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Biliary tree

The biliary tree (also known as the biliary tract or biliary system) is comprised of the gallbladder, liver and bile ducts. These structures produce, store, and release bile to the small intestines, where it aids in the digestion of lipids.​. Created by Raja Narayan.

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  • leafers tree style avatar for user amy.hummel
    When the bile comes from the liver through the common hepatic duct, what directs it down the cystic duct into the gallbladder (instead of into the common bile duct)? Is there some type of valve?
    (7 votes)
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    • old spice man green style avatar for user http://facebookid.khanacademy.org/604799357
      From the Saladin textbook, "Bile gets into the gallbladder by first filling the bile duct, then overflowing into the gallbladder." The bile duct travels through the pancreas, and converges with the primary portion of the pancreatic duct. Where this empties into the duodenum, there is the hepatopancreatic sphincter, which is your answer.

      Personally, I think leaving out the fact that it travels down first is a huge omission and makes his explanation of the first step incorrect. Bile has to travel up the cystic duct, and just looking at a picture before reading anything this was my first question as well.
      (12 votes)
  • sneak peak green style avatar for user rinoa
    If the person does not have gallbladder, what happens to the bile ?
    Does he/she has any problem with their everyday life?
    (6 votes)
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  • blobby green style avatar for user LGphonetimes
    In one video you said that the fatty acids will be converted into chylomicrons and then transported through lymphatic capillaries (lacteals) where they will be digested and then transported into the blood circulation. But in this video you also state that the emulsified fat will be absorbed in the ileum. Can you clarify this a little please. Are they related concept or?
    (4 votes)
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    • winston baby style avatar for user Regie Layog
      If I understand correctly, emulsified fat would be called MICELLE (smaller globules of fat with bile salts surrounding it) and it would diffuse in the intestinal mucousa. However, the bile salts cannot enter the cellular membrane of the muscousa and it would stay on the lumen. Inside the intestinal mucousa the fat combines with proteins (now we call it LIPOPROTEINS) AND it is exocytosed as CHYLOMICRON. From here it passes through the LACTEALS (LYMPH vessels) and enters the veinous system,
      (7 votes)
  • blobby green style avatar for user Ahmed Tarek
    Hello

    i have a few questions in my mind

    1- where colecystokinin secreted from as it is hormone ? liver or what organ ?

    2- what are the completions of cholecystectomy to the patient ?
    (3 votes)
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    • leaf blue style avatar for user dysmnemonic
      1: Cholecystokinin is secreted from the first part of the duodenum in response to fats and oils coming from the stomach.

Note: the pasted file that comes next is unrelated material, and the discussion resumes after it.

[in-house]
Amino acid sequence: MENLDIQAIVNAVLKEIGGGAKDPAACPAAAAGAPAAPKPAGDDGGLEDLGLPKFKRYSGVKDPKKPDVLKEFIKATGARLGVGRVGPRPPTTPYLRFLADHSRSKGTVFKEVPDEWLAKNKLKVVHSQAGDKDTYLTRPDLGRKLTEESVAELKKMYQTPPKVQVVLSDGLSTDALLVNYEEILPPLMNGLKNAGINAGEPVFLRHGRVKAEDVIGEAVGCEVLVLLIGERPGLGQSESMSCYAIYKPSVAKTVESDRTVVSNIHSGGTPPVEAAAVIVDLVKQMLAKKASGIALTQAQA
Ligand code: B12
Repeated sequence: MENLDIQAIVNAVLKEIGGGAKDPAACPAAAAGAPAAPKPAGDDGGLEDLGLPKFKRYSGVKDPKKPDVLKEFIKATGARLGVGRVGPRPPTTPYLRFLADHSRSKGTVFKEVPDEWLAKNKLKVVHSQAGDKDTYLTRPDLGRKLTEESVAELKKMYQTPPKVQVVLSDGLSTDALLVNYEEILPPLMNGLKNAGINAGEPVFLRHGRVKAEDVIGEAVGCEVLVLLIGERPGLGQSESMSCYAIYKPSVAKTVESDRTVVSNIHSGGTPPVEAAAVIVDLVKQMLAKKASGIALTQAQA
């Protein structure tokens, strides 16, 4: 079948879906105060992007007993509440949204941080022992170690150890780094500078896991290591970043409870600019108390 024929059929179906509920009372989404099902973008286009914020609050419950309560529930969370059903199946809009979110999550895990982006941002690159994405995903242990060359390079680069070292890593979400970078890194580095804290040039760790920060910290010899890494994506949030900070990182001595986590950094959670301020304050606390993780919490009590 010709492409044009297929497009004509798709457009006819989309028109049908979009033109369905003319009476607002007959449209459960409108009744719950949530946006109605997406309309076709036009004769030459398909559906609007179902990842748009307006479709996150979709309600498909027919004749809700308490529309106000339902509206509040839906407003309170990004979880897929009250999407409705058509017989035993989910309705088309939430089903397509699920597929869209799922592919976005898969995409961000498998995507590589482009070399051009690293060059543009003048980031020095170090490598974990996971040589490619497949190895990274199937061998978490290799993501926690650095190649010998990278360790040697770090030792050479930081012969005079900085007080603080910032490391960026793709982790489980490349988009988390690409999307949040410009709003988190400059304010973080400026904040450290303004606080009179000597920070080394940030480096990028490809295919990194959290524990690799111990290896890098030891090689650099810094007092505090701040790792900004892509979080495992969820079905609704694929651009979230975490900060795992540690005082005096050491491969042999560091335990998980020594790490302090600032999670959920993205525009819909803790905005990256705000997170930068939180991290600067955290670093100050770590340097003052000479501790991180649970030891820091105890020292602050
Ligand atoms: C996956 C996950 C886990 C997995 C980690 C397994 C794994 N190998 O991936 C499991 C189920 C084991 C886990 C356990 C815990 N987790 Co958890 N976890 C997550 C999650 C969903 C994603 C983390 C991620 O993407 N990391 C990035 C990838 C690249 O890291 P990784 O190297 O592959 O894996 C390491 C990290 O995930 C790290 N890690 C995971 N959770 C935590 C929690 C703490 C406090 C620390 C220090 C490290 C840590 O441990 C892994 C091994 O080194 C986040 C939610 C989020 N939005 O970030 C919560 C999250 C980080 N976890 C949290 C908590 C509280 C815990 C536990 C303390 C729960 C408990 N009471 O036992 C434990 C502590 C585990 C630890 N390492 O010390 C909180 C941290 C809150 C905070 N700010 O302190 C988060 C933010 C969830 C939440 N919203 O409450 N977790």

2: For any surgery, there are general and specific complications. The general complications of surgery are things like wound site infection. For abdominal surgery there are additional general complications like the formation of adhesions in the abdominal cavity. More specific complications of cholecystectomy are things like damage to the bile ducts or accidental damage to the liver when the gallbladder is dissected away from it.
      (3 votes)
  • leafers sapling style avatar for user Max Shine
    So cells all have a lipid bilayer membrane - the stomach has mucus to prevent it from digesting itself, what's there to stop the bile from emulsifying the inner surface of the gallbladder and bile duct?
    (4 votes)
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    • duskpin ultimate style avatar for user Betty :)
      Compared to the pH gastric acid (1.5-3.5), bile is much more alkaline (6.8-8.05). Remember that 7 is neutral (plain water), and thus bile is less reactive and less chemically corrosive. Thus, the gallbladder and bile ducts don't need to have as durable a protective membrane. It still has one of course, but it won't be emulsifying itself because the membrane would not be made up of fats and lipids.
      (1 vote)
  • aqualine ultimate style avatar for user ch.n.
    do we have certain amount of bile salts in our body?
    do we lose bile salts? (and create new ones?)
    I wonder if someone's liver does not work properly anymore and transplanted the other's then whether the transplanted liver can do all these jobs to catch up the normal condition quickly...
    (2 votes)
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    • leafers seed style avatar for user PCMSIII
      The liver makes a certain amount of bile salts in order to maintain normal function. I don't know if there is a "standard" numerical value, but it produces them as needed. The liver produces bile and secretes it into the gallbladder. The gallbladder releases the bile after a fatty meal. The bile digests/binds fat in the chyme and both the bile and the fat are absorbed. The bile is actually recycled by the liver, so new bile production is relatively low. Not all of the bile is reabsorbed, however, to some is lost in the stool. Bilirubin and bile acids/salts give stool its color.

      Rapid weight loss, high cholesterol, and some medications cause the liver to produce too much bile acid/cholesterol, which leads to the formation of gallstones.

      Transplanted livers begin to work immediately in most cases, and often begin to provide normalization of values within a few days.
      (3 votes)
  • starky sapling style avatar for user ForgottenUser
    How do bile salts make their way back to the liver?
    (1 vote)
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    • leaf blue style avatar for user dysmnemonic
      Bile salts are reabsorbed by the ileum, the last part of the small intestine. They enter the venous drainage from the ileum, returning through the superior mesenteric vein and then the hepatic portal vein. The portal vein then branches out into smaller veins in the liver, from which the hepatocytes can recover the bile salts.
      (3 votes)
  • blobby green style avatar for user Julie Kurz